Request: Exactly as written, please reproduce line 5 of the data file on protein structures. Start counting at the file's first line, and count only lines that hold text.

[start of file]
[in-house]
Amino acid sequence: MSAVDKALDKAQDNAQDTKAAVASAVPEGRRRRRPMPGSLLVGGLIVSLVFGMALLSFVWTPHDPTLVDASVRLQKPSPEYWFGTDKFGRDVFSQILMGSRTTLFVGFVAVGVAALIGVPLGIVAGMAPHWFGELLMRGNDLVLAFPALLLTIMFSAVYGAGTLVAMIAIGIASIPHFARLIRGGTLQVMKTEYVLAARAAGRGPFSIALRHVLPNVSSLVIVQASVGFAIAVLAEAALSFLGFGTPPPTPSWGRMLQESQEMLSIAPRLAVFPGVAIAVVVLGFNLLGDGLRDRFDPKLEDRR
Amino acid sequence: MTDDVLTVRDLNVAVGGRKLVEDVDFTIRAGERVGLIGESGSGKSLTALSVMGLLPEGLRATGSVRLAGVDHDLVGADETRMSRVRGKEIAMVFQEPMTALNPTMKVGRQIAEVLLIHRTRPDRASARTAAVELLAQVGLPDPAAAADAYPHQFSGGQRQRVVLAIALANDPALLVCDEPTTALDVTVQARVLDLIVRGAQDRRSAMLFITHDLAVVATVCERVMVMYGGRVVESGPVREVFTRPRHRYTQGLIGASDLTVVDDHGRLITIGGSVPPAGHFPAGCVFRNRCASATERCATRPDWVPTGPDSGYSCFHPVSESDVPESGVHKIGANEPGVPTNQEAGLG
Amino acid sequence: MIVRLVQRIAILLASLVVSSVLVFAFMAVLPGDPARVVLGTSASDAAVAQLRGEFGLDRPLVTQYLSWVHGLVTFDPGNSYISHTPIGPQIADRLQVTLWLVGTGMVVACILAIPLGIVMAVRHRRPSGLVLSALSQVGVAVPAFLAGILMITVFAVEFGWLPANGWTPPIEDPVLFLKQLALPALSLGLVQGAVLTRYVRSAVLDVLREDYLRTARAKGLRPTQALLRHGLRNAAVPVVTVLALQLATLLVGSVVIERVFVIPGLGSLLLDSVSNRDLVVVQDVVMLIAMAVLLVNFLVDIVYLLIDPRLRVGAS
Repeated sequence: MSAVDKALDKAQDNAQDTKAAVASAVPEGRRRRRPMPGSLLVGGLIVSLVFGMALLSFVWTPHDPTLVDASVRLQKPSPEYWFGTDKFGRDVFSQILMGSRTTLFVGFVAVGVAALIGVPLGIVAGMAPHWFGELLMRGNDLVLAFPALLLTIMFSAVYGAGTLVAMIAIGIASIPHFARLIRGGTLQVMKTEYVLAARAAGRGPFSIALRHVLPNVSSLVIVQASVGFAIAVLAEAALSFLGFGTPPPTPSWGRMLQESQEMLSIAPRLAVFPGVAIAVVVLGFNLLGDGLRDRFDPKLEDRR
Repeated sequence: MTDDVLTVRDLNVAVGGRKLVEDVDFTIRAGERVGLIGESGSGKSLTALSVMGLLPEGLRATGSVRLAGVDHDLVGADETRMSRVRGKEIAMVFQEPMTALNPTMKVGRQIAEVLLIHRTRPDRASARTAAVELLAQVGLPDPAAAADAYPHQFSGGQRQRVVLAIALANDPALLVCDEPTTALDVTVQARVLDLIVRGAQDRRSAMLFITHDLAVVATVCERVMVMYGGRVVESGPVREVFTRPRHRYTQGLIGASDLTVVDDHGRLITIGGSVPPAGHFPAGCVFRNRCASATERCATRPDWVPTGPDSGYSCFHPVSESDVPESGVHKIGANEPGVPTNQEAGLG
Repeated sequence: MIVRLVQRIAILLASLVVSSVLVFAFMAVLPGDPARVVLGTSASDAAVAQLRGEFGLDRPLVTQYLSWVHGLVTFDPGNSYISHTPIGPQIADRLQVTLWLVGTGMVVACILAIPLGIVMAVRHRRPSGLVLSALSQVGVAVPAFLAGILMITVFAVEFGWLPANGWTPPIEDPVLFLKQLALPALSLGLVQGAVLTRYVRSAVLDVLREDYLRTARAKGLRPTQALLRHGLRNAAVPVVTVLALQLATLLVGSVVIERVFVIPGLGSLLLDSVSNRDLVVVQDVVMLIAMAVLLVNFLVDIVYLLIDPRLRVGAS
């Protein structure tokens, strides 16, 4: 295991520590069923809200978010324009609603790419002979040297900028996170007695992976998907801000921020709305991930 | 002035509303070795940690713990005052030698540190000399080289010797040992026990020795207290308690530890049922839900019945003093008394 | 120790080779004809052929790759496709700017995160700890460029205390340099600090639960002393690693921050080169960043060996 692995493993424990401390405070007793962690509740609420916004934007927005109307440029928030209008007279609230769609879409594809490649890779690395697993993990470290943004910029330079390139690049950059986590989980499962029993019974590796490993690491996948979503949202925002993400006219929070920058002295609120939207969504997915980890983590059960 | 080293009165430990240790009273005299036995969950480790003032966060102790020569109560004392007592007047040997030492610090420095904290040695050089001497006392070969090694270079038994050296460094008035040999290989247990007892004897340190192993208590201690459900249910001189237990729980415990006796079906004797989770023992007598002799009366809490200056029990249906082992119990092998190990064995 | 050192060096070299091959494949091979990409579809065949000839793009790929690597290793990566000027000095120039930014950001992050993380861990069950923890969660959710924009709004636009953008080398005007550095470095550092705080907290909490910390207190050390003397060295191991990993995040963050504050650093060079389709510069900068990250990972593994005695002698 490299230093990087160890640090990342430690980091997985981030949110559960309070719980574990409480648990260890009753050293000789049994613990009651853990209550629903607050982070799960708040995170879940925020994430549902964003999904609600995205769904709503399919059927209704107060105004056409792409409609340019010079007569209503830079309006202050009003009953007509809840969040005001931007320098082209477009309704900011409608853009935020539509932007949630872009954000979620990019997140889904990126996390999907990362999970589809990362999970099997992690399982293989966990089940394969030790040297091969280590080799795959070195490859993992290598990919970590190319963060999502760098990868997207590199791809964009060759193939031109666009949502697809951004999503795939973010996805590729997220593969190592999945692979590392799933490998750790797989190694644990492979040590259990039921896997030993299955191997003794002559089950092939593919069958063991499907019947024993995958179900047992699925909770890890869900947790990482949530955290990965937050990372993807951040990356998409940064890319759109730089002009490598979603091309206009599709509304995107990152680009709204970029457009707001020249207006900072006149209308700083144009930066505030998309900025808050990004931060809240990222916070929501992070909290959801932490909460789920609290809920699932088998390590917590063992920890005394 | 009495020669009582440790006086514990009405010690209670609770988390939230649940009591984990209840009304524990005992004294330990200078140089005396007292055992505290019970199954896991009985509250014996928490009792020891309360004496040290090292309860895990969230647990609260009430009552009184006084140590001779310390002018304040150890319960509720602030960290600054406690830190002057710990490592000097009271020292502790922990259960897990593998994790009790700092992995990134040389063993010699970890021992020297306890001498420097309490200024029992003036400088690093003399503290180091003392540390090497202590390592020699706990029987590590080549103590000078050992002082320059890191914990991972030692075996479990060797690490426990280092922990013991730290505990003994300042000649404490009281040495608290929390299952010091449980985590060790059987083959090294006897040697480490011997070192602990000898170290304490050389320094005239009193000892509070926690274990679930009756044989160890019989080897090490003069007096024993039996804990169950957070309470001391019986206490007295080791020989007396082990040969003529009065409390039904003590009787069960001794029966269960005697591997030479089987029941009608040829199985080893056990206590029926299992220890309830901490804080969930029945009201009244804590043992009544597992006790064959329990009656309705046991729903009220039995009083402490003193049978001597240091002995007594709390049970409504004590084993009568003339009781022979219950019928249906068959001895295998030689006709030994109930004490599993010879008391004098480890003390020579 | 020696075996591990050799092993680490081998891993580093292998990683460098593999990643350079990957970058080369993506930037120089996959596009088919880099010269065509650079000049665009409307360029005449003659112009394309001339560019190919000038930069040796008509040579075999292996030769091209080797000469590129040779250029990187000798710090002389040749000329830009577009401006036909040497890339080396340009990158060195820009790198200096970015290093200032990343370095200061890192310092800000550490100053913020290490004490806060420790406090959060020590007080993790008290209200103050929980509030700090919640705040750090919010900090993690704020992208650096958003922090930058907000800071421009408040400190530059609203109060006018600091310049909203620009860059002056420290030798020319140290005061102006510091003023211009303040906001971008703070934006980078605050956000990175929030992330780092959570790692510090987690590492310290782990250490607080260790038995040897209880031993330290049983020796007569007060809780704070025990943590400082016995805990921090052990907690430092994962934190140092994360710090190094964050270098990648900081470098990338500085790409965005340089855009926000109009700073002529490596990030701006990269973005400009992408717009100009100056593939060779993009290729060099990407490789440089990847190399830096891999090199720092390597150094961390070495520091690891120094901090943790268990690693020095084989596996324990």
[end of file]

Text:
Repeated sequence: MSAVDKALDKAQDNAQDTKAAVASAVPEGRRRRRPMPGSLLVGGLIVSLVFGMALLSFVWTPHDPTLVDASVRLQKPSPEYWFGTDKFGRDVFSQILMGSRTTLFVGFVAVGVAALIGVPLGIVAGMAPHWFGELLMRGNDLVLAFPALLLTIMFSAVYGAGTLVAMIAIGIASIPHFARLIRGGTLQVMKTEYVLAARAAGRGPFSIALRHVLPNVSSLVIVQASVGFAIAVLAEAALSFLGFGTPPPTPSWGRMLQESQEMLSIAPRLAVFPGVAIAVVVLGFNLLGDGLRDRFDPKLEDRR